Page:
Editor’s Note: In Ethiopia, Operation Smile is helping to strengthen the country’s health system through specialised training and education programmes while continuing to provide patients with world-class levels of surgical care. This story is the second of a four-part series. You can read here the first part.
Her name means “solution.”
The moment Meheftehe was born, she was in desperate need of just that.
Meheftehe suffered from a severe facial cleft which extended from her right eye through her cheek, lip and palate. Her mother, Genet, had already endured an extremely difficult labour that she feared neither her nor her baby would survive. On the third day of labour, Genet was losing blood and needed emergency obstetric care, which required a three-hour drive to the nearest hospital in Jimma, Ethiopia.
The traumatic labour finally ended with a successful delivery, but the reality of Meheftehe’s cleft condition delivered another crushing emotional blow. Genet and her husband, Jafar, symbolised their hope for their daughter through her name. The young family needed a solution for Meheftehe, who was unable to close her right eye.
“I was devastated to have this happen to my baby,” Genet said. “I wondered why God punished me like this, through my own child. I was so sad, I didn’t even talk to my mother. I lost all hope for life.”
Genet and Jafar live in a small rental home in Gera and earn a living by serving traditional Ethiopian food in the front of the house. It was here that Meheftehe was hidden from her community.
“When neighbours came to bless her, I didn’t let them see her. I told them she was sleeping,” Genet said. “I didn’t want them to see her to protect her from their judgement.”
Fortunately when Meheftehe was born, hospital staff told the young couple about Operation Smile’s work and that they could soon return for evaluation by its medical volunteers – expert plastic surgeons from around the world.
Operation Smile was set to host a Surgical Training Rotation, an educations programme designed to improve surgical capacity in Ethiopia by training its general surgeons in reconstructive plastic surgery techniques and theory. The rotation began just 19 days after Meheftehe’s birth.
While waiting for Meheftehe’s comprehensive health assessment at the hospital, Genet clung tightly to her daughter, hiding her from view with a blanket. Meheftehe’s name was called, and Operation Smile volunteer plastic surgeons David Orr of Ireland and Malin Hakelius of Sweden delivered their assessment.
“If the lower eyelid can’t hold the upper eyelid in closing the eye, the risk is that the cornea of the eye will dry out and become ulcerated, and the child will develop a scarring of the cornea and blindness,” Orr said. “It’s important to get that eye protected, and cover it, as soon as it can possibly be done.”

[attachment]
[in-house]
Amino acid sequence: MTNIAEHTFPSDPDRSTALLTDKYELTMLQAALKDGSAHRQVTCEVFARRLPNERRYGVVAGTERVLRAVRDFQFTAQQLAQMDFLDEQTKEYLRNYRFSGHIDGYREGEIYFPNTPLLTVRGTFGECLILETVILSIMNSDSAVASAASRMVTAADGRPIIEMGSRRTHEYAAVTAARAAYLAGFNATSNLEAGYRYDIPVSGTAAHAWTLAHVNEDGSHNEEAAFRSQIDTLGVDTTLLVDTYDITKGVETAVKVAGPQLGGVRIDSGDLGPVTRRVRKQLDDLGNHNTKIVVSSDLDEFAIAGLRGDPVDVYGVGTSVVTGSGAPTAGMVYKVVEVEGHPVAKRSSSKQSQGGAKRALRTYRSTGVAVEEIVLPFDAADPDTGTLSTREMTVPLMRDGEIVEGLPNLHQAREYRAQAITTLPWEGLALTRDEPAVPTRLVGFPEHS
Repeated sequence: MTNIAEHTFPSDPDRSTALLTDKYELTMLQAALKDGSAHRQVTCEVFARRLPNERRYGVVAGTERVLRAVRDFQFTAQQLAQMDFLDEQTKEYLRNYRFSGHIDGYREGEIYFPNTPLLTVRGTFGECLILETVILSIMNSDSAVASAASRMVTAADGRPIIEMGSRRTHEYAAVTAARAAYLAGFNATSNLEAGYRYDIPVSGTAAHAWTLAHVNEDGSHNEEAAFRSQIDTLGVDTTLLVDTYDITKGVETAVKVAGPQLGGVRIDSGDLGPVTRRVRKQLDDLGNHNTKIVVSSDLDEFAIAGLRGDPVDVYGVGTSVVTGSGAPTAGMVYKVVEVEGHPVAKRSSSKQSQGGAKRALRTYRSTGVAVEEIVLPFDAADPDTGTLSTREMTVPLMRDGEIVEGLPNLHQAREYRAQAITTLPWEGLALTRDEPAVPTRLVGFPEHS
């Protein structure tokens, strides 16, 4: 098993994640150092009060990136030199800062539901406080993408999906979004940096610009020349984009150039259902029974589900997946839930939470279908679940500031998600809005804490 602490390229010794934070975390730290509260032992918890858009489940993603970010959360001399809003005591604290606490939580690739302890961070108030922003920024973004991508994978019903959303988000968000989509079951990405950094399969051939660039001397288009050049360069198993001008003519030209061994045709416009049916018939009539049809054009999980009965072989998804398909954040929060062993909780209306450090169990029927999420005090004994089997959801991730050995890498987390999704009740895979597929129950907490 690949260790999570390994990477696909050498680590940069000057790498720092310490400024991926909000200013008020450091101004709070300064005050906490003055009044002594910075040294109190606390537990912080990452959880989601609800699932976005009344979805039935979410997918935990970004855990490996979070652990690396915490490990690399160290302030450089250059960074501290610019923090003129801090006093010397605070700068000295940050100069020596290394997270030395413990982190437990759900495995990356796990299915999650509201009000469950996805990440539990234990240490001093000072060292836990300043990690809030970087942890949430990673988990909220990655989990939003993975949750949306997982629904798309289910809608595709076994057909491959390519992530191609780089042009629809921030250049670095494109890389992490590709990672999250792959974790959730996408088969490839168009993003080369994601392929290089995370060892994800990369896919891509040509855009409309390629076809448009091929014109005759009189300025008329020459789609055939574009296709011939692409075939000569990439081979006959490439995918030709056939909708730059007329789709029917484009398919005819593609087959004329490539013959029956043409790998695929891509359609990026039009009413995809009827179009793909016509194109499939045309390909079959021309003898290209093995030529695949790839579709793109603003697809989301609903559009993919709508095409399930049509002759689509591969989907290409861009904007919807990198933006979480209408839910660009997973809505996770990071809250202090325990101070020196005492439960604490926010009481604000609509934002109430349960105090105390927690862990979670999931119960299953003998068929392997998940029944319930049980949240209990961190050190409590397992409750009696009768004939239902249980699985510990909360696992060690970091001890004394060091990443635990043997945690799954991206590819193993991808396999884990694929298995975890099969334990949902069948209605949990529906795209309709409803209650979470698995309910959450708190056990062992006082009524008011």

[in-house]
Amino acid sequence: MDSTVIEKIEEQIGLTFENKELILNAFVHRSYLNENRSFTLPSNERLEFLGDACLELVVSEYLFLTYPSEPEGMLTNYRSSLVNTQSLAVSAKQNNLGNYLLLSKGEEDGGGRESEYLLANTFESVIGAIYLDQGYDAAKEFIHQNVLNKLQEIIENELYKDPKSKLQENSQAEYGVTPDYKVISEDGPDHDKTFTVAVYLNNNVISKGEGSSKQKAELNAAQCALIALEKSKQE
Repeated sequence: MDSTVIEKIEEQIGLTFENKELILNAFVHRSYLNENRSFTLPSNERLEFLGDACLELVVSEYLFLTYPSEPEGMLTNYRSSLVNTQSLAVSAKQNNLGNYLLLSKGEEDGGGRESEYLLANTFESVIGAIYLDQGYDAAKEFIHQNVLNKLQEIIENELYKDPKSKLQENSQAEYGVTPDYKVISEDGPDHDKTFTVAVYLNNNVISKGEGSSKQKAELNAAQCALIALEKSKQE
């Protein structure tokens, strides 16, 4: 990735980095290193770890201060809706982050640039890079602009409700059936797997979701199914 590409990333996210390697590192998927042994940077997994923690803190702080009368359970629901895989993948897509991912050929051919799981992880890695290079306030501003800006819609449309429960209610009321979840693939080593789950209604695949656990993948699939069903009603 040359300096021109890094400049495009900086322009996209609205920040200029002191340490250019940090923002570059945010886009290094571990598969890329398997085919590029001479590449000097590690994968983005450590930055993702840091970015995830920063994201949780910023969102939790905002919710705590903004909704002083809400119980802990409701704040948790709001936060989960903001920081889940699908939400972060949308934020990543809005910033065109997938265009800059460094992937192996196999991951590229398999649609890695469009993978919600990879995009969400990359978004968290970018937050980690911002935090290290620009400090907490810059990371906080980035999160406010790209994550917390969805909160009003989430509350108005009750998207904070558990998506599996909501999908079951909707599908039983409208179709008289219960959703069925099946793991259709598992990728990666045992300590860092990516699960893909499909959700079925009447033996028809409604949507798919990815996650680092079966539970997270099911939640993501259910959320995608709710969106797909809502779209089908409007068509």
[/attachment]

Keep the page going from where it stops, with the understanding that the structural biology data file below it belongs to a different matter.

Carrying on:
Orr also informed Genet that the infant would need six months to gain enough weight to receive safe surgery. After the assessment, Genet became overwhelmed with emotion, though better news for her family would soon arrive.
Seven months later, Meheftehe finally received the first of her many needed surgeries at an Operation Smile medical mission to Addis Ababa, Ethiopia’s capital city.
“We managed to reconstruct her lower eyelid and to close the cleft on her right cheek and lip,” said Hakelius, who performed Meheftehe’s initial surgery. “Now we need to reconstruct her soft palate so that she can develop good speech. After that, we’ll have to observe her development and wait as long as possible before more surgery, to let her grow as normal as possible.”
A year after her first surgery, another Surgical Training Rotation returned to Jimma, where Meheftehe received the procedure which repaired her cleft palate.
“This tells a lot about the work of Operation Smile is trying to do, which is not just taking a child for an operation once then leaving them, but also taking on more difficult cases and planning for further surgery,” said Petra Peterson, an Operation Smile volunteer plastic surgeon from Sweden who operated on Meheftehe’s cleft palate.
“They made promises to us, and I knew they would keep their promises. I have never doubted that,” Genet said. “I am 100 percent satisfied. You cannot compare before and after her first surgery. For each month that passes, I see her improvement.”
In addition to Meheftehe’s physical transformation, the family has also experienced a significant emotional transformation. Meheftehe is a joyous and playful toddler, and Genet envisions a bright future for her daughter in which she can be part of the solution for others in need.
“For us, education is the solution now. I want to help Meheftehe earn an education to become a doctor so she can help other children,” Genet said, smiling widely. “That is my dream and my wish.”